The negative effects of climate change elsewhere bring tourists to Finland. The large tourist volumes to the Gulf of Finland cause a burden to the maritime environment, and the region has to balance between the increased tourism and sustainability. The negative impact of large cruise ships are reflected on the nature and the submarine cultural heritage. The cities of the Gulf of Finland and the nearby archipelago benefit from the increased cruise travel, and one-day stops in Finland energise the companies of the region. Industrial tourism attracts foreign tourists in Loviisa and Kotka. Recreational use of the sea has diminished in the Gulf of Finland due to the degeneration of the ecosystem. The privatisation of maritime areas weakens everyman’s rights and makes recreational use and private boating more difficult. Massive cruise travel may also reduce recreational use if the cruise ships cause considerable waste water discharges.  


The depopulation of the archipelago endangers built heritage. Cultural history sites (incl. war history) may become sites of major interest for tourists, and new technologies are used to model cultural heritage into the virtual environment.

Risks and opportunities

The Gulf of Finland


  • Risks include disturbing the ecological balance, deterioration of water quality, sedimentation of harmful substances, excessive capital focus, increased cruise tourism, risk of oil accident, increased pressure on the environment especially around Helsinki
  • Opportunities include the reduced use of border areas due to centralisation of activities and improved state of the environment, maximising raw materials efficiency, globalisation of environmental activism putting pressure in favour of sustainable operating methods
  • To be considered in particular in the planning of the maritime area: strengthening the role/steering effect of planning towards companies, increasing participation/transparency (impartial information), protecting submarine nature (such as construction noise/mapping of silent areas)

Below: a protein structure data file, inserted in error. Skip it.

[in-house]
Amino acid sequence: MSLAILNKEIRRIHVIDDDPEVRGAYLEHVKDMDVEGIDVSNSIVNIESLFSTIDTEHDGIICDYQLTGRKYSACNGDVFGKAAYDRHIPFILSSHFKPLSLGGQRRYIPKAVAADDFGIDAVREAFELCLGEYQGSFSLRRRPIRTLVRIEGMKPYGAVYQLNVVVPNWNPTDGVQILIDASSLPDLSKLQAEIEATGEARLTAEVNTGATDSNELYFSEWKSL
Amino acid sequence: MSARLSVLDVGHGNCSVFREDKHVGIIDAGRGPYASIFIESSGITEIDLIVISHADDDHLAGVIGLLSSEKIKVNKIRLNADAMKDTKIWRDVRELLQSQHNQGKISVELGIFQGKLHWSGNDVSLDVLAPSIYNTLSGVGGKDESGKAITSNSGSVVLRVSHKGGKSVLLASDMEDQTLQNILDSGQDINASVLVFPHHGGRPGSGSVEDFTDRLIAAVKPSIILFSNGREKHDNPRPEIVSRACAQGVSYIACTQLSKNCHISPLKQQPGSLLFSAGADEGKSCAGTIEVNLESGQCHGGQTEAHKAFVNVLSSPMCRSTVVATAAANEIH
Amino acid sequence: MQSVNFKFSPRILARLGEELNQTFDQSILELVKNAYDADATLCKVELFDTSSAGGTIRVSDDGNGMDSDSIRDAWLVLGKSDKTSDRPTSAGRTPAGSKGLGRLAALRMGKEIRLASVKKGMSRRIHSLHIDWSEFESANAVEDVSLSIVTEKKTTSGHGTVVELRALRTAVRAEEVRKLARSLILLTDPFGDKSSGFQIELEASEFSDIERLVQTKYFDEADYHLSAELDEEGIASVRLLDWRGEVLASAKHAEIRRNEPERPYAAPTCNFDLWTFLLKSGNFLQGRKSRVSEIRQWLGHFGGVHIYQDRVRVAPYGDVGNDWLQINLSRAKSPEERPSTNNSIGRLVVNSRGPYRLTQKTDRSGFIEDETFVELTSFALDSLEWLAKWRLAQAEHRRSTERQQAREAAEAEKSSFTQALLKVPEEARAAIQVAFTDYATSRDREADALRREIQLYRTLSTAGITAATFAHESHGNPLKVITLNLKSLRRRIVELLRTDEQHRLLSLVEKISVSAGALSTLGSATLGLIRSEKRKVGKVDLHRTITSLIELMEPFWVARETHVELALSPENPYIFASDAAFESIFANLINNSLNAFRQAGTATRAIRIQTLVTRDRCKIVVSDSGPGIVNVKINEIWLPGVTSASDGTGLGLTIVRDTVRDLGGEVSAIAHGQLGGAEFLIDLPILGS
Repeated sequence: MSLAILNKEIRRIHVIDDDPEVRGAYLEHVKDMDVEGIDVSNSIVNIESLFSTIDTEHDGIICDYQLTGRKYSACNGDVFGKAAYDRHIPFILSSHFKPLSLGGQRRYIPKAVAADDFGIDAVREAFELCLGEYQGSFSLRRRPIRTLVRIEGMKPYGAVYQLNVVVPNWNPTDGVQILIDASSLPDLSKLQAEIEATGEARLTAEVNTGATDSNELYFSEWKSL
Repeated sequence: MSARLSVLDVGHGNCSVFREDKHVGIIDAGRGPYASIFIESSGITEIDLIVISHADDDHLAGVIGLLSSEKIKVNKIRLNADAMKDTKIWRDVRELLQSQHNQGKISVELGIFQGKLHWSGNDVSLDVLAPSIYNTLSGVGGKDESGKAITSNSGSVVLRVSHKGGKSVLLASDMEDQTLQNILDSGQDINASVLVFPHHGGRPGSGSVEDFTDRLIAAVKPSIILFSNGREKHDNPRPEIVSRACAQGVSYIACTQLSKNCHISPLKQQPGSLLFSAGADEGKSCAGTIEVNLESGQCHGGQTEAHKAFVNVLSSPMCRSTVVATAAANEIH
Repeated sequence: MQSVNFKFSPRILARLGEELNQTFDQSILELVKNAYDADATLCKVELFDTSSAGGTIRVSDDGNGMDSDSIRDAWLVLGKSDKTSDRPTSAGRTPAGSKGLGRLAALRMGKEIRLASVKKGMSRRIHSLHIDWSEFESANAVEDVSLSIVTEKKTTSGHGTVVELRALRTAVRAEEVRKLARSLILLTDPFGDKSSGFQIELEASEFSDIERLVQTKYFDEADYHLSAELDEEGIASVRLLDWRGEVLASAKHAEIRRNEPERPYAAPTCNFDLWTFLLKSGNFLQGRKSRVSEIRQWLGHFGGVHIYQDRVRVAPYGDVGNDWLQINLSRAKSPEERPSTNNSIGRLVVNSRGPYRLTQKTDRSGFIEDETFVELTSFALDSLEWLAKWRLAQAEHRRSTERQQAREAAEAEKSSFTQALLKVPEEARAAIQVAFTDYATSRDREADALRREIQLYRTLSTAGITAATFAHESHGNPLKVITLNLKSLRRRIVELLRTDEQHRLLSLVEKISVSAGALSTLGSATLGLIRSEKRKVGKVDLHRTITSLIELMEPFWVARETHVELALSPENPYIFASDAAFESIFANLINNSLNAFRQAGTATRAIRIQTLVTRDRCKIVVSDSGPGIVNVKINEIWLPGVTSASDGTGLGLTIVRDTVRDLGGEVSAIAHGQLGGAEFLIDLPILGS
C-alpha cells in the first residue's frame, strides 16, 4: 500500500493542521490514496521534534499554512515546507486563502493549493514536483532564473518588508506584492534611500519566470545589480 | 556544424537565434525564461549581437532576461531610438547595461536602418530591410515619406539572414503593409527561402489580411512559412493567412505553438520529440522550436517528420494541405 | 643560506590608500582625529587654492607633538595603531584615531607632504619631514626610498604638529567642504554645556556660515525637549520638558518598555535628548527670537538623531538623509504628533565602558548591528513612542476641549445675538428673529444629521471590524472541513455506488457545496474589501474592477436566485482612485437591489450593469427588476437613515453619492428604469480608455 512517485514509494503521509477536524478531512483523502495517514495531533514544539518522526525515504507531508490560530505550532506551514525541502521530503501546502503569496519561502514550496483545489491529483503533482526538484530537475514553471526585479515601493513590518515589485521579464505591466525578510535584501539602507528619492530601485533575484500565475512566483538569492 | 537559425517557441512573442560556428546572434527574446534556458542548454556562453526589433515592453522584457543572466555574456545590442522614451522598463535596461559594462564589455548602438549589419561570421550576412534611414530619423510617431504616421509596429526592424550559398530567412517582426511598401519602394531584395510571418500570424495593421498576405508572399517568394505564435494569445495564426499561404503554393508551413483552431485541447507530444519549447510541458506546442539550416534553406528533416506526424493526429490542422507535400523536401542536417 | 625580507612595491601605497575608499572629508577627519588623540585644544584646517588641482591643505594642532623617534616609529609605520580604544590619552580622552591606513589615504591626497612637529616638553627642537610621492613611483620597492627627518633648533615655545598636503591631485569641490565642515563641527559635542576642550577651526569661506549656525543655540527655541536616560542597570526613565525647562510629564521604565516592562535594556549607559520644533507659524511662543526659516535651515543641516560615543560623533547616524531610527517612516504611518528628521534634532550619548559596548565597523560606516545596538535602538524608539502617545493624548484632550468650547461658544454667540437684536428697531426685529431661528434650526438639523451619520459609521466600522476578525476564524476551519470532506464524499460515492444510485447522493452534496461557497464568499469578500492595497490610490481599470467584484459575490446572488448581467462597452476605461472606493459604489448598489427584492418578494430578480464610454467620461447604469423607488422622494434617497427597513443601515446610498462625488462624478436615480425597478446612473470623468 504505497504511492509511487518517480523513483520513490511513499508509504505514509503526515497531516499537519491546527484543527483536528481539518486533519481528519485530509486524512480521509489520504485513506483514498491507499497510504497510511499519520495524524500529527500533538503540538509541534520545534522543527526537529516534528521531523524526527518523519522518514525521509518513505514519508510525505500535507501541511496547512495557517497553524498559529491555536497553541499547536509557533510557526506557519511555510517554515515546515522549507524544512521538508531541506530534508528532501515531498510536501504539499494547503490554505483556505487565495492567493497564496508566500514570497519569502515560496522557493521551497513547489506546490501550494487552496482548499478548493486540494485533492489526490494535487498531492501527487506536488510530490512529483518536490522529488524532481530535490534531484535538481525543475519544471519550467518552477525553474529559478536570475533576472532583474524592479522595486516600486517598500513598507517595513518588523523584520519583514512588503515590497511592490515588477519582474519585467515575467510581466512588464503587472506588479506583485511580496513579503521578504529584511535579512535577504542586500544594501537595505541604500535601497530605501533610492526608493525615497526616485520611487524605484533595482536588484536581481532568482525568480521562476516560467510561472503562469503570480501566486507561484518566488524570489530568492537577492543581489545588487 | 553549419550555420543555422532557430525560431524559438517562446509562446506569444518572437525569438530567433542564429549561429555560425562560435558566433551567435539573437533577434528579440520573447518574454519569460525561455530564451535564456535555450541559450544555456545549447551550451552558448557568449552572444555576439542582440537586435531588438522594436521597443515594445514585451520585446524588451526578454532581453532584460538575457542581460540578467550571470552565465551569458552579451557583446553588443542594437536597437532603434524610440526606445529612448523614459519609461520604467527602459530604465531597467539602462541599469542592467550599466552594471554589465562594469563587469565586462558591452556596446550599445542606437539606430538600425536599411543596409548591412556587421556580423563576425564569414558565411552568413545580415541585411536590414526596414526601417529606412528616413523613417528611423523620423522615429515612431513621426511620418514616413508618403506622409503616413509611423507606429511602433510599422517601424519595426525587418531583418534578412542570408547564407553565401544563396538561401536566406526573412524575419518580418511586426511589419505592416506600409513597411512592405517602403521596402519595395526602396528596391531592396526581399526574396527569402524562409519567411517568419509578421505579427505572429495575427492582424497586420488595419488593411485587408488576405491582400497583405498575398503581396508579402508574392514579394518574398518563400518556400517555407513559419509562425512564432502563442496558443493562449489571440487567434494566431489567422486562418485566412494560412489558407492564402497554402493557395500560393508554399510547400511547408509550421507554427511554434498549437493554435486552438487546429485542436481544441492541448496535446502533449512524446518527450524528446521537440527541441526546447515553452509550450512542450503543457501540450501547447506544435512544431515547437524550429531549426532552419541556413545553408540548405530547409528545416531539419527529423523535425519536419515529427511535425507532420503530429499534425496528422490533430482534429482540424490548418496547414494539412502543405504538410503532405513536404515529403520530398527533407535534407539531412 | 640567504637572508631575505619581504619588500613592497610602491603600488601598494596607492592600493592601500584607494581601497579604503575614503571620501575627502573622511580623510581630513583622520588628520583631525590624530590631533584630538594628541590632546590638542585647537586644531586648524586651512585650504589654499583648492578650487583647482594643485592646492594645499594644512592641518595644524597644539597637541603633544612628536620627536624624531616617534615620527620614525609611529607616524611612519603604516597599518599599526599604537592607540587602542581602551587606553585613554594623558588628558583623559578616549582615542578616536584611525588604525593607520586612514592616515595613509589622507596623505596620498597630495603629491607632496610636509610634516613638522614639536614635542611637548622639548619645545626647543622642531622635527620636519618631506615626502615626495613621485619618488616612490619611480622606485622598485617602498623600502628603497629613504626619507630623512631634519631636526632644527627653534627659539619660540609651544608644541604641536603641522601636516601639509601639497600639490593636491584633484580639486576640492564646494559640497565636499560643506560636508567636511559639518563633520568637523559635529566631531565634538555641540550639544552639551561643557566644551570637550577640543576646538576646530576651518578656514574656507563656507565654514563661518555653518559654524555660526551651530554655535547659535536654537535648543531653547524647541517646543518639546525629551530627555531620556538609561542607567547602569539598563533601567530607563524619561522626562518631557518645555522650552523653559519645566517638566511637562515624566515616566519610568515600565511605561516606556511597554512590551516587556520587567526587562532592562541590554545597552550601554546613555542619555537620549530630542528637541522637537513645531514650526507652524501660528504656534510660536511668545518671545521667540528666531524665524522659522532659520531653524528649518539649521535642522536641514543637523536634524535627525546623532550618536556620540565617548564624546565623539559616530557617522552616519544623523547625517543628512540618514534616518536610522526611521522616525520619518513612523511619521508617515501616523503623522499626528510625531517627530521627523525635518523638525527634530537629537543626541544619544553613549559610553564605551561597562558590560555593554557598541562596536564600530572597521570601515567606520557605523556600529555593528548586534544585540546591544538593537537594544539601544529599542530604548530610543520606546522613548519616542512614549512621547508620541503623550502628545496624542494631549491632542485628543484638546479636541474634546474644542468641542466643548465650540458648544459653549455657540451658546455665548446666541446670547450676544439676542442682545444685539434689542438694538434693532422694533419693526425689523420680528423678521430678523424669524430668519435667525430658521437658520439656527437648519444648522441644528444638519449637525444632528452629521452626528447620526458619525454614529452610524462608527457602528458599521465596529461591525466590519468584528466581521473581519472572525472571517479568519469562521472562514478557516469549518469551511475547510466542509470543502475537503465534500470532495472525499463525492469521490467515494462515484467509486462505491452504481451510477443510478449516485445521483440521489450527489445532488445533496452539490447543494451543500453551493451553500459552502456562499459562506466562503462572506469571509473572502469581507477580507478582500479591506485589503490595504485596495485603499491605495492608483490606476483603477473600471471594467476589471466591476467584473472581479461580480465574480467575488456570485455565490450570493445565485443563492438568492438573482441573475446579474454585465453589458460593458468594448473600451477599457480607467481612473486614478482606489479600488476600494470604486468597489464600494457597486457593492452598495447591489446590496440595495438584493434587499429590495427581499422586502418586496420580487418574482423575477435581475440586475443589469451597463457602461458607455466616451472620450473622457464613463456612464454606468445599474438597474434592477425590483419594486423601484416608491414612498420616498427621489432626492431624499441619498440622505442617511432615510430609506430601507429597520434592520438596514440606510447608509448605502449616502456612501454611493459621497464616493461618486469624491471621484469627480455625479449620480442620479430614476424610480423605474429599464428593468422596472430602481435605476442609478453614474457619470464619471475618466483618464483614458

• Risks include powerful and short-sighted use of natural resources, escaping of benefits from the area, reduced diversity and locality of the tourism industry due to the increased tourism volumes
  • Opportunities include increased cruise tourism in the Kotka region and in small cities of the Gulf of Finland, development of logistics services, new economic uses of blue-green algae, lease and sales income for owners of waters
  • To be considered in particular in the planning of the maritime area: enabling the operations causing the least conflicts with local interests (most suitable location for industries, significance of overall planning), preparing for compensation models by means of regional planning


  • Risks include reduced opportunities for participation (decision-making abroad, lack of local knowledge), polarization of regions and withering of border areas, decreasing living satisfaction and attractivity, cultural impoverishment
  • Opportunities include new job opportunities especially outside the capital area, such as in the Kotka region, improved connections (Finland–Europe) 
  • The planning of the maritime area has a central role in the strengthening of participation and in land use guidance (such as recreational areas, ownership and security of supply)